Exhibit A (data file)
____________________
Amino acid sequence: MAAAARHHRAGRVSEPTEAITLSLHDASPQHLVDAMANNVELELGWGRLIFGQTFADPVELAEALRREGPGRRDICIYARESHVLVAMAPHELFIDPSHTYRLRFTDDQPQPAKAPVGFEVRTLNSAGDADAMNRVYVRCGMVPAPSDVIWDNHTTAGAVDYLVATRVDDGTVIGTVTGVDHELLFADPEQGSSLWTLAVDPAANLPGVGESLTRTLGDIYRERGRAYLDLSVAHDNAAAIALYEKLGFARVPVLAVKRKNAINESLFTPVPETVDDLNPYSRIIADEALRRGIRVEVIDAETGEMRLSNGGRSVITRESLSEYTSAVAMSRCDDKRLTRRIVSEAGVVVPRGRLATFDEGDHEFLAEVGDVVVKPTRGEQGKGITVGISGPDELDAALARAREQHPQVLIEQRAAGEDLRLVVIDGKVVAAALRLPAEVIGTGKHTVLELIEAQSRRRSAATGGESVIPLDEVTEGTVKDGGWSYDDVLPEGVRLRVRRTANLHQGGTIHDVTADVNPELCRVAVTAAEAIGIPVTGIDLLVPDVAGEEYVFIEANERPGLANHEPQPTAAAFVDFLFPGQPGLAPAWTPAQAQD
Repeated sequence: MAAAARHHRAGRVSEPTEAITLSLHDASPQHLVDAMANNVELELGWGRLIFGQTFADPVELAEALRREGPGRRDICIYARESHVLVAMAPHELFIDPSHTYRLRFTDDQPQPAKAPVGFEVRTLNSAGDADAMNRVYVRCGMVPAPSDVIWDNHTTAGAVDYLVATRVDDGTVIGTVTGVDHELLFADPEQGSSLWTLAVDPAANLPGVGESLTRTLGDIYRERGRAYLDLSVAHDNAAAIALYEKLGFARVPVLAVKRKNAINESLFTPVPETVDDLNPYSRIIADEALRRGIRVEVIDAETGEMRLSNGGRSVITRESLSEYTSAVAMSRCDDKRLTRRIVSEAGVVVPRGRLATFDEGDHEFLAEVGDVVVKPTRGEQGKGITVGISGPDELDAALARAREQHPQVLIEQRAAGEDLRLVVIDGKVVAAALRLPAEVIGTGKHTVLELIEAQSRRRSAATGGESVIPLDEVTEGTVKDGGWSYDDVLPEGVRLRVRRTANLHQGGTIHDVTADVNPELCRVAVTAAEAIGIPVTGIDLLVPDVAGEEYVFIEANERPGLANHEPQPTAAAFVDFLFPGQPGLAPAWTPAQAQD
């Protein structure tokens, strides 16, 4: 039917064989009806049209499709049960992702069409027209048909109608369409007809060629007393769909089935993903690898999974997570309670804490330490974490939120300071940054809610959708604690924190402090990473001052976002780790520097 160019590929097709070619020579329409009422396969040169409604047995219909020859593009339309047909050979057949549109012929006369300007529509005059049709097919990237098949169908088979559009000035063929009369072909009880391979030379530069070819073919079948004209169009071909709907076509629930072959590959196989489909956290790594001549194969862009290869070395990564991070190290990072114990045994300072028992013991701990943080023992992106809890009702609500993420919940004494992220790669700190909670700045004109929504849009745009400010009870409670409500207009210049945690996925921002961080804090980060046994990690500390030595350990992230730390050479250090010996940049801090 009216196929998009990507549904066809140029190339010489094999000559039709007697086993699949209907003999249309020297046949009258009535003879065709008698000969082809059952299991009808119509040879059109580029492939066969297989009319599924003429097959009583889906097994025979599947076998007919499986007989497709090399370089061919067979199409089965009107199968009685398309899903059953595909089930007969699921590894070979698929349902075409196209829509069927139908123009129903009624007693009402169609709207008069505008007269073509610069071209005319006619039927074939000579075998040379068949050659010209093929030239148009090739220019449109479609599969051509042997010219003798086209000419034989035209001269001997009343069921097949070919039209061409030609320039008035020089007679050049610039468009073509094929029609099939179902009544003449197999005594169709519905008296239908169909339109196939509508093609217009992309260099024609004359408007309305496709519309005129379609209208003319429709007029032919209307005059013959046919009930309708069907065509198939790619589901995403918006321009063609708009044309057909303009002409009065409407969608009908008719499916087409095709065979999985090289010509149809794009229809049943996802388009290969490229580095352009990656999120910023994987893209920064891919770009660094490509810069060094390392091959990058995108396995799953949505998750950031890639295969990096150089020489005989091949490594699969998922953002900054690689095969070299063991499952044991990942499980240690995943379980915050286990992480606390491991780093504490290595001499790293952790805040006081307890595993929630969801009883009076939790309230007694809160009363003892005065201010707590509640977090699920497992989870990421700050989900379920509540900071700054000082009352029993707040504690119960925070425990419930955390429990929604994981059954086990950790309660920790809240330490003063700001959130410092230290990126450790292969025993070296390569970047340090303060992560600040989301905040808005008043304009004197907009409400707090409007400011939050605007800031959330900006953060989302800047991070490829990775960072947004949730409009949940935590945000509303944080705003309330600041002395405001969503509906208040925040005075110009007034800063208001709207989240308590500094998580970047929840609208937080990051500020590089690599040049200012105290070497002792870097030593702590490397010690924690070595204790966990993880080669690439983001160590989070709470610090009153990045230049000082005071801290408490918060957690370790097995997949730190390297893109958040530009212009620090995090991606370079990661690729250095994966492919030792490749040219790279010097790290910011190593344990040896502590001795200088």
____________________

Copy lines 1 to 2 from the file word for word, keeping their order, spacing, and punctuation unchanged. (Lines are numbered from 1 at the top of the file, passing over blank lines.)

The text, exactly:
Amino acid sequence: MAAAARHHRAGRVSEPTEAITLSLHDASPQHLVDAMANNVELELGWGRLIFGQTFADPVELAEALRREGPGRRDICIYARESHVLVAMAPHELFIDPSHTYRLRFTDDQPQPAKAPVGFEVRTLNSAGDADAMNRVYVRCGMVPAPSDVIWDNHTTAGAVDYLVATRVDDGTVIGTVTGVDHELLFADPEQGSSLWTLAVDPAANLPGVGESLTRTLGDIYRERGRAYLDLSVAHDNAAAIALYEKLGFARVPVLAVKRKNAINESLFTPVPETVDDLNPYSRIIADEALRRGIRVEVIDAETGEMRLSNGGRSVITRESLSEYTSAVAMSRCDDKRLTRRIVSEAGVVVPRGRLATFDEGDHEFLAEVGDVVVKPTRGEQGKGITVGISGPDELDAALARAREQHPQVLIEQRAAGEDLRLVVIDGKVVAAALRLPAEVIGTGKHTVLELIEAQSRRRSAATGGESVIPLDEVTEGTVKDGGWSYDDVLPEGVRLRVRRTANLHQGGTIHDVTADVNPELCRVAVTAAEAIGIPVTGIDLLVPDVAGEEYVFIEANERPGLANHEPQPTAAAFVDFLFPGQPGLAPAWTPAQAQD
Repeated sequence: MAAAARHHRAGRVSEPTEAITLSLHDASPQHLVDAMANNVELELGWGRLIFGQTFADPVELAEALRREGPGRRDICIYARESHVLVAMAPHELFIDPSHTYRLRFTDDQPQPAKAPVGFEVRTLNSAGDADAMNRVYVRCGMVPAPSDVIWDNHTTAGAVDYLVATRVDDGTVIGTVTGVDHELLFADPEQGSSLWTLAVDPAANLPGVGESLTRTLGDIYRERGRAYLDLSVAHDNAAAIALYEKLGFARVPVLAVKRKNAINESLFTPVPETVDDLNPYSRIIADEALRRGIRVEVIDAETGEMRLSNGGRSVITRESLSEYTSAVAMSRCDDKRLTRRIVSEAGVVVPRGRLATFDEGDHEFLAEVGDVVVKPTRGEQGKGITVGISGPDELDAALARAREQHPQVLIEQRAAGEDLRLVVIDGKVVAAALRLPAEVIGTGKHTVLELIEAQSRRRSAATGGESVIPLDEVTEGTVKDGGWSYDDVLPEGVRLRVRRTANLHQGGTIHDVTADVNPELCRVAVTAAEAIGIPVTGIDLLVPDVAGEEYVFIEANERPGLANHEPQPTAAAFVDFLFPGQPGLAPAWTPAQAQD